The house is green.
House the green is.
You would have instantly caught on to the incorrect sequence of words in the second sentence. Your brain knows when something is off. This is owing to how you mastered language and grammar. Another example would be driving. You won’t just get inside the car and randomly steer the wheel without starting the engine, now would you? There’s a sequence to follow; your brain knows it.
These are all examples of sequential learning and processing, a trait that is particularly advanced in humans. According to a recent study, even the bonobos, the closest relatives to humans do not possess this ability of memory and cognition. This helps with solving the puzzle that scientists have been trying to tackle for years: Why humans are the most evolved, compared to other species.
What does research say?
How have humans created societies, navigated space travel, seen technological advancements, and raced culturally ahead of other species? A part of the rather complicated answer lies in this particular cognitive function of sequential processing. This manner of remembering and processing information is central to how we go about our everyday lives. It’s why we can participate in conversations, go to work, plan our routines and have an education. Possessing a sequential memory is a crucial, underlying block of many human behaviours, say experts.
In the recently published book, The Human Evolutionary Transition: From Animal Intelligence to Culture, ethologists Magnus Enquist and Johan Lind at Stockholm University, and Stefano Ghirlanda, explained why humans became cultural beings, through a series of experiments. The most crucial idea is in how both humans and animals recognise and remember sequential information. In their earlier studies, the team had analysed that as compared to several mammals and birds, humans possess the ability to recognise and remember sequential information correctly.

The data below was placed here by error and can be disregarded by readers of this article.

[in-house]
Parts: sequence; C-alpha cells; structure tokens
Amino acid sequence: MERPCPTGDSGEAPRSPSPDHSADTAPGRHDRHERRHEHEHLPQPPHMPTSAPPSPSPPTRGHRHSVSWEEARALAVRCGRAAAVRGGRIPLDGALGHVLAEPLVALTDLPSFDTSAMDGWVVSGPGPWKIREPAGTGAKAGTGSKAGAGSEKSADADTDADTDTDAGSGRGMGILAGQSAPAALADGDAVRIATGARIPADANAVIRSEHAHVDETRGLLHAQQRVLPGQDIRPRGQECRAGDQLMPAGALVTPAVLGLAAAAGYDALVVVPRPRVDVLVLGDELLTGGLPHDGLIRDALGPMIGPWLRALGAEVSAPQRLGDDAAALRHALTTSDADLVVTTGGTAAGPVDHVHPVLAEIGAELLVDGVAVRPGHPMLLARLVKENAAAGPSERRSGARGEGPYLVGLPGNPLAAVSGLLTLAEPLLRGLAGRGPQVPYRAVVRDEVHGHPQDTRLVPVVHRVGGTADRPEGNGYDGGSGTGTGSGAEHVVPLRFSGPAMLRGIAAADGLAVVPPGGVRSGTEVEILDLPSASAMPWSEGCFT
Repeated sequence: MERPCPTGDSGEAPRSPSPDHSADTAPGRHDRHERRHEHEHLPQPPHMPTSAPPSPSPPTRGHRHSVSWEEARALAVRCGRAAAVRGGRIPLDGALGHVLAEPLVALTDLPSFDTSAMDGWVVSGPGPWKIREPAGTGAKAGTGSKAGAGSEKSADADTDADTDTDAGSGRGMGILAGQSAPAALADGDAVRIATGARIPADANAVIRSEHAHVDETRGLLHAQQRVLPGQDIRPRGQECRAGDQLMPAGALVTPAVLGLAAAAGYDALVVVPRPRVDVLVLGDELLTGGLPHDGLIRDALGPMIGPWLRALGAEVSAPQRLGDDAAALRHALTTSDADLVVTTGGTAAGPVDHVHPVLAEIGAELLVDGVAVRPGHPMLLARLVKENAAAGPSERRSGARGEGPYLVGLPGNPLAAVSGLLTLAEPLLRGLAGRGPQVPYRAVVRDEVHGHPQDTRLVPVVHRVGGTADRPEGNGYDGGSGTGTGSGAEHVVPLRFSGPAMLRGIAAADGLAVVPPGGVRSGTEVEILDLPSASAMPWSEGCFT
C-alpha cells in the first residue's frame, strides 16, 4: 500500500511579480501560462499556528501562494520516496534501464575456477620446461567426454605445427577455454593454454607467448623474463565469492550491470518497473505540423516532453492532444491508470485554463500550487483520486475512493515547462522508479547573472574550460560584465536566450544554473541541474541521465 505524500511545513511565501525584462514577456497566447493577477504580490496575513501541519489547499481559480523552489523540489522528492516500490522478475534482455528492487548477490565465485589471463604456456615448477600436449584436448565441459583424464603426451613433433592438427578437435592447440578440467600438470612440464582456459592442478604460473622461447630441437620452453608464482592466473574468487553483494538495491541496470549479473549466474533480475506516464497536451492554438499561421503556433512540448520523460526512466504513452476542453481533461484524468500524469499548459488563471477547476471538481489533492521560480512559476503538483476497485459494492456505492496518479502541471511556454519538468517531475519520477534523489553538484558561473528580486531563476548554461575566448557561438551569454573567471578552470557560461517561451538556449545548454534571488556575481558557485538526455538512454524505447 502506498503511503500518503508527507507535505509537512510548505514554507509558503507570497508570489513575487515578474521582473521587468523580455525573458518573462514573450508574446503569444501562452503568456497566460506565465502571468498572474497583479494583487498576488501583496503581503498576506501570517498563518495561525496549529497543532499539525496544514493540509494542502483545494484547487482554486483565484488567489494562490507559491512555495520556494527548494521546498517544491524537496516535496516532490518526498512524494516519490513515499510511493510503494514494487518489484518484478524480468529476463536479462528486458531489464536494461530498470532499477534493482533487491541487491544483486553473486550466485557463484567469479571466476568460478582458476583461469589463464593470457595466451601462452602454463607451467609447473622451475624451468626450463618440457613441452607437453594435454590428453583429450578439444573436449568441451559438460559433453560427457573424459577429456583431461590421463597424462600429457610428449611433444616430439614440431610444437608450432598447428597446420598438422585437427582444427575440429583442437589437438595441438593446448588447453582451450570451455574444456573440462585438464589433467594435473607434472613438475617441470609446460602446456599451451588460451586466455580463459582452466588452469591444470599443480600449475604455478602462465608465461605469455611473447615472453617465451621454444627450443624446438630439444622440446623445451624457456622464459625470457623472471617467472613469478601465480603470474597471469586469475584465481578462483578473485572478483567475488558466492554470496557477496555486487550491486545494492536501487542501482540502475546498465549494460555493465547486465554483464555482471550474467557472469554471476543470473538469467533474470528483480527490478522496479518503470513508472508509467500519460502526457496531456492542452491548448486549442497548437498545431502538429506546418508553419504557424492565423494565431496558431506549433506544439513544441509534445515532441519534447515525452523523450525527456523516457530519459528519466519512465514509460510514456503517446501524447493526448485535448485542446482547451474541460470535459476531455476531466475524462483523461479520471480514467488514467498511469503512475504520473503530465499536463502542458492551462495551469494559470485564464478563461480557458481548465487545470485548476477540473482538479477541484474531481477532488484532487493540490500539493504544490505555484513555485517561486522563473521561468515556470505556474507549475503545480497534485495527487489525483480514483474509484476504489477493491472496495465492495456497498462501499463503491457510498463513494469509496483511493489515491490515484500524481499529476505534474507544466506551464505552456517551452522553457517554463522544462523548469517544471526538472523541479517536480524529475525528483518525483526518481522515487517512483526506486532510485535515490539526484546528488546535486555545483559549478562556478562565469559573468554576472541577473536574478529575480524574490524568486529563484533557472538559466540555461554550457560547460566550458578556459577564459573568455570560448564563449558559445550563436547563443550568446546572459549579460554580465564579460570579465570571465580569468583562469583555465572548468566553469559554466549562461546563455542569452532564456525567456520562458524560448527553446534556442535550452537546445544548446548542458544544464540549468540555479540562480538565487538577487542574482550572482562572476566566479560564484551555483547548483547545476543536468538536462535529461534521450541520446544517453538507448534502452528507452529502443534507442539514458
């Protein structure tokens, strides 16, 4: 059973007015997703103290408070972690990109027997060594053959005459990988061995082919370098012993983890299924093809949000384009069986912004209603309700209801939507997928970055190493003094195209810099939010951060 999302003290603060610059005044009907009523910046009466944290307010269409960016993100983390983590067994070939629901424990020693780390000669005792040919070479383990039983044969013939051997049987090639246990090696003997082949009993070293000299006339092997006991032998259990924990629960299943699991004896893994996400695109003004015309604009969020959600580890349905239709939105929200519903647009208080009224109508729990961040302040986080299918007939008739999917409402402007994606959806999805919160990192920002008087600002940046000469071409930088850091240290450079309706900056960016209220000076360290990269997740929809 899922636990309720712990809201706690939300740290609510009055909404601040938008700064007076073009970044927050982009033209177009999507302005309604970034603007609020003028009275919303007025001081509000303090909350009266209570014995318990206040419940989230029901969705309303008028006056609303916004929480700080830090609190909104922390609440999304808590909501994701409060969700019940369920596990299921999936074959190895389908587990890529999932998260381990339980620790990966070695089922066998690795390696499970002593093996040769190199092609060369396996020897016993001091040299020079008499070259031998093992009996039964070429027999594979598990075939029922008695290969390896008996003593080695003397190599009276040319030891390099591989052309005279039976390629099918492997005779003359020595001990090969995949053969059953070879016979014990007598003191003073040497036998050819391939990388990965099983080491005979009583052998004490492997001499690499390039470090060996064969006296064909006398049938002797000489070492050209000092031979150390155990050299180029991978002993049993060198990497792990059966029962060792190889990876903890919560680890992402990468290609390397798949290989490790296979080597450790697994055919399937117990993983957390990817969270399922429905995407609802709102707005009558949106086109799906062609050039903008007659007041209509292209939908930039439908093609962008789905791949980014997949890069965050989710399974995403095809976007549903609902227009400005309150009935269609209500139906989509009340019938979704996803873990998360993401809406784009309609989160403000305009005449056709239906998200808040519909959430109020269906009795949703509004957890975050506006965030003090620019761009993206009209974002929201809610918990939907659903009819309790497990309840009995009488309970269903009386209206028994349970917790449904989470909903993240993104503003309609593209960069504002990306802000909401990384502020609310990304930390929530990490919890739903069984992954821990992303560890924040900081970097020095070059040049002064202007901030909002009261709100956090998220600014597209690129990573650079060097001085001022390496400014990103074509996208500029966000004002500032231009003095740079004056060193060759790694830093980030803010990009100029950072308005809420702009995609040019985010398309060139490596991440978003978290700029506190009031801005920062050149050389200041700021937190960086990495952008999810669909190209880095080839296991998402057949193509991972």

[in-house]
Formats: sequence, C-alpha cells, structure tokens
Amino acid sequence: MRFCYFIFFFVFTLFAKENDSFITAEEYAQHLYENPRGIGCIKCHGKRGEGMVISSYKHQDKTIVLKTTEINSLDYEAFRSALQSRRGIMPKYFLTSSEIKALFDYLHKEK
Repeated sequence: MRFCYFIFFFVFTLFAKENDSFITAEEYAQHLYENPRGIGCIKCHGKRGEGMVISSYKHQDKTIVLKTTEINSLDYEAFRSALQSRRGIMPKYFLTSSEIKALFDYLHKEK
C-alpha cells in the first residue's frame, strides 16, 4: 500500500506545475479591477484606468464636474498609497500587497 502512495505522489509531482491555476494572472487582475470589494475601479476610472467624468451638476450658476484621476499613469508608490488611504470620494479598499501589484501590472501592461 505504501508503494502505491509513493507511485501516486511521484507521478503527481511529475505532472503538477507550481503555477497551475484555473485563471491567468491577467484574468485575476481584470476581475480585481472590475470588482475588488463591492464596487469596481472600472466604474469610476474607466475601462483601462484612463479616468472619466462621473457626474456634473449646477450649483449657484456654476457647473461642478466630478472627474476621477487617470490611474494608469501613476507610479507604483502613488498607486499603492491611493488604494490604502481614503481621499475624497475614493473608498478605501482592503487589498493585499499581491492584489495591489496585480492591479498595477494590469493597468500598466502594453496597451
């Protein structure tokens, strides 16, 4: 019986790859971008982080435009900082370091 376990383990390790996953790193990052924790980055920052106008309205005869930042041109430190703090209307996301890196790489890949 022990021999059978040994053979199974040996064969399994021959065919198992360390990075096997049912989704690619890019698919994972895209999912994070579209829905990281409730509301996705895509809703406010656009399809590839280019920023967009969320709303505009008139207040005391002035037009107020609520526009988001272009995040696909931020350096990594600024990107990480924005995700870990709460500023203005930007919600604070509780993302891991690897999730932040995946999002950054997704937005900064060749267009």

The memory abilities of bonobos (apes) and humans were tested in a series of experiments, where they had to press computer screens among other things. They had to distinguish between short sequences, including pressing right, if a yellow square comes before a blue square, or by pressing to the left if the blue square appears before the yellow square. In this experiment, the bonobos forgot that they had seen the blue square five to ten seconds after it disappeared from the screen. They had great difficulty in learning to distinguish the blue square before yellow square from yellow square before blue square sequence, despite being through over a thousand trials, one of the researchers had told Neuroscience.com.
On the other hand, humans distinguished the short sequences immediately. These new findings bolstered the belief in the theories that the ability to remember and process sequences have evolved since human prehistory. This is now seen to be a rather distinct trait for humans, which is seen in their language, planning ability and sequential thinking. It could also be the reason behind the origin of human culture, says the research.
What is sequential information processing?
The word ‘memory’ usually leads people to believe that it is an all-encompassing memory, when in fact, there are different kinds of memory. In the case of sequential memory, it is the ability to recall things in a specific order. “Sequential information processing is an essential cognitive function,” explains Ovgu Ozturkeri, neurologist at the German Neuroscience Center, Dubai. This could be the way we learn the days of the week, the months of the year, and counting. Visual sequential ability is how we remember things seen in sequence, and auditory sequential ability is the ability to remember things heard in sequence.